• Logan Stewart

          The point is…. you are knowingly or unknowingly directly involved in producing and selling a product that is falsely labeled and deceptive to the American public. I understand that you are proud of your work and making money off of producing this product (in some capacity) but consumers (including me) have a right to know what we are buying and eating. The choice is, and should be our’s to make. This is economic fraud on a grand scale. The perpetrators will get their due. I am very sorry only for all the loyal and dedicated employees and their families who will suffer the most from this fiasco. The Beef industry will adjust. The consumer will also, albeit at a somewhat higher price for their 100 % ground beef. I sincerely doubt that Eldon and Regina Roth will ever miss a meal with all the money they have amassed, but then the lawsuits haven’t started yet….stay tuned!

          • And why is it falsely labeled? Ammonia gasses off at -70 degrees F, so the product consumers receive have no added ammonia. Would you have it labelled “compare to other ground beef which has killed children”, which is a fact. Look up 1993, Jack in the Box ground beef, and then you may understand why ammonia was used by the Roths. The process was already approved. The ammonia was due to the deaths of children from consuming contaminated ground beef. If you have children, maybe you should look at them and say, “I’m sorry but I’m going to bypass a safety mechanism which may kill you in the future.” – Love, Dad. Good job making sure your family is safe.

          • Harry S Nydick

            Wonderful rationalization, David. As an insider, you are certainly well-equipped with all of the data and justifications. So, just how do you explain that controlled testing of pink slime revealed that your ammonia process failed, because the presence of e coli bacteria was shown to exist in samples of your finished product? If the sole reason for using ammonia is to purify the ‘beef’ from various fecal and other bacteria, then your process cannot be guaranteed effective – and, if it failed even once, it cannot be trusted. The answer is not to take virtual garbage and make it appear edible. The answer is to take greater precaution in the first place. It was sloppiness that caused the Jack in the Box disaster, not lack of an ammonia treatment.

          • I cannot comment on any “failure” of the ammonia process because I do not have knowledge of that fact. I would not want to portray myself as knowing facts I in fact do not. What I can say of the ammonia process and its’ effectiveness comes from the New York Times. This was following an article published badly portraying the company and undermining the ammonia process. I cannot say which page the article was published on or how well-known the retraction was to the public.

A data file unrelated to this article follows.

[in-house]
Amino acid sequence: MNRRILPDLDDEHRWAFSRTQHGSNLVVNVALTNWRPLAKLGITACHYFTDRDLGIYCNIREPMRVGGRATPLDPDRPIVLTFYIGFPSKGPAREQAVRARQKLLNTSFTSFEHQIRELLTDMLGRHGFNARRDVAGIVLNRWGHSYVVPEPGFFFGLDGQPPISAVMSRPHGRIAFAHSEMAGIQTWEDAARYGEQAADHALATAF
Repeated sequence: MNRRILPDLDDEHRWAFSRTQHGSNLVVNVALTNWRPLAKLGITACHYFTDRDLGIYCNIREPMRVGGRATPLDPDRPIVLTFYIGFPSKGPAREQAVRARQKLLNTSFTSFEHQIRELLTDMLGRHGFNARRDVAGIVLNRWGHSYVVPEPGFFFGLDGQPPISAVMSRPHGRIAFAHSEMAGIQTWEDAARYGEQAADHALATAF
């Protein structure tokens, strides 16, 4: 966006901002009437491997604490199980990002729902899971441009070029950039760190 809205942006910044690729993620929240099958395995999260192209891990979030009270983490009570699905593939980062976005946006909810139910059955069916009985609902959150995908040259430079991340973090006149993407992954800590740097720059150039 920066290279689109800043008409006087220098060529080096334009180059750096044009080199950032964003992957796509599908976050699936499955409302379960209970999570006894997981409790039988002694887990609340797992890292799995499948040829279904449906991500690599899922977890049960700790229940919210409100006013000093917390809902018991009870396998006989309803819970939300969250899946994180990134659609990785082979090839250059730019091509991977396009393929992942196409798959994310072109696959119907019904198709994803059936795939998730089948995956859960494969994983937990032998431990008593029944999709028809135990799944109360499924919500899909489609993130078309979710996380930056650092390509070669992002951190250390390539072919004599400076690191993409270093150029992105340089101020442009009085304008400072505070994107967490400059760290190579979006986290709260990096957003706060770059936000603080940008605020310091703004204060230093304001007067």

[“Correction: January 12, 2010
            An editorial on Sunday mischaracterized the safety record of ground meat produced by Beef Products Inc. The editorial said incorrectly that two 27,000-pound batches of processed beef had been recalled. The contamination of the meat was discovered by the company in its plant before the beef was shipped. No meat produced by Beef Products Inc. has been linked to any illnesses or outbreaks.”]

          • Martina

            Yes, ammonia gas is used to kill deadly bacteria and it’s very effective. But the reason why the deadly bacteria is there in the first place is the filthy way the animals have to live. They dwell in their own and in each other feces until the day they are slaughtered; to say that the whole process is unhygienic is an understatement. Cows that are out in the open, living on vast green fields eating grass like they should will never have their meat contaminated with feces and deadly bacteria after slaughter. They also don’t have to be fed antibiotics for the same reason. You also should know they don’t need antianxiety and antidepressants and steroids to “thrive”. Back to the nature and back to basics is the only way to go Pink Slime is a substance resulting from many a chemical and unnatural processes and I personally wouldn’t go near it. But you must believe in the product you are helping to make or else you wouldn’t feel good about your life. I understand.

          • cartmen

            David i think you should shut your mouth before i cave your head in. I don’t give a rats fuck about how “safe” you claim it is. I DON’T WANT TO EAT THAT SHIT. Neither does anyone else. Seriously you’re just an idiot.

          • Again, thank you for the effort. You cannot claim “anyone” because you do not speak “everyone”. Also, “idiot” is an opinionated term and may not be generally recognized as accurate.

          • guest

            EVERYONE I know is laying off ground beef unless they KNOW from where it comes. This is what happens when greedy, unscrupulous men use factories to manufacture our food. Bring the farmers back!!

          • Martina

            Again, why don’t you just shut your condescending “pink slime” hole. Many of us are tired of your garbage.

          • Thank you Martina. I hope you learn more truth regarding the process while you read the comments on this article.

          • cartmen

            Plus you like the Dallas Cowboys so obviously you shovel dick into your mouth.

          • Thank you for your time and effort.

          • Trym1234

            Hi, my name is James, and I am currently a second year college student.
            I’m here because I’ve wanted to say a few words about “pink slime” for a while now.